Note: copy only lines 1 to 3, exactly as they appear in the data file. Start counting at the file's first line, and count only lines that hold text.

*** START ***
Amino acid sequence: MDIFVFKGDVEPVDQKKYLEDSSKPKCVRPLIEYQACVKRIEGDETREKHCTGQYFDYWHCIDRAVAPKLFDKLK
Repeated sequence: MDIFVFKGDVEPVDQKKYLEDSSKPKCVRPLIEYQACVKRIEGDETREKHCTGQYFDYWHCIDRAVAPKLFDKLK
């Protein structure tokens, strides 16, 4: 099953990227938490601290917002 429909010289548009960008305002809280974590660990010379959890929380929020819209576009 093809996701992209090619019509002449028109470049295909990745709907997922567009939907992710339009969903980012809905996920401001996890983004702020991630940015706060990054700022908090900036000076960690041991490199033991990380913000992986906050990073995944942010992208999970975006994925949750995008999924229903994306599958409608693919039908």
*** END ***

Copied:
Amino acid sequence: MDIFVFKGDVEPVDQKKYLEDSSKPKCVRPLIEYQACVKRIEGDETREKHCTGQYFDYWHCIDRAVAPKLFDKLK
Repeated sequence: MDIFVFKGDVEPVDQKKYLEDSSKPKCVRPLIEYQACVKRIEGDETREKHCTGQYFDYWHCIDRAVAPKLFDKLK
């Protein structure tokens, strides 16, 4: 099953990227938490601290917002 429909010289548009960008305002809280974590660990010379959890929380929020819209576009 093809996701992209090619019509002449028109470049295909990745709907997922567009939907992710339009969903980012809905996920401001996890983004702020991630940015706060990054700022908090900036000076960690041991490199033991990380913000992986906050990073995944942010992208999970975006994925949750995008999924229903994306599958409608693919039908």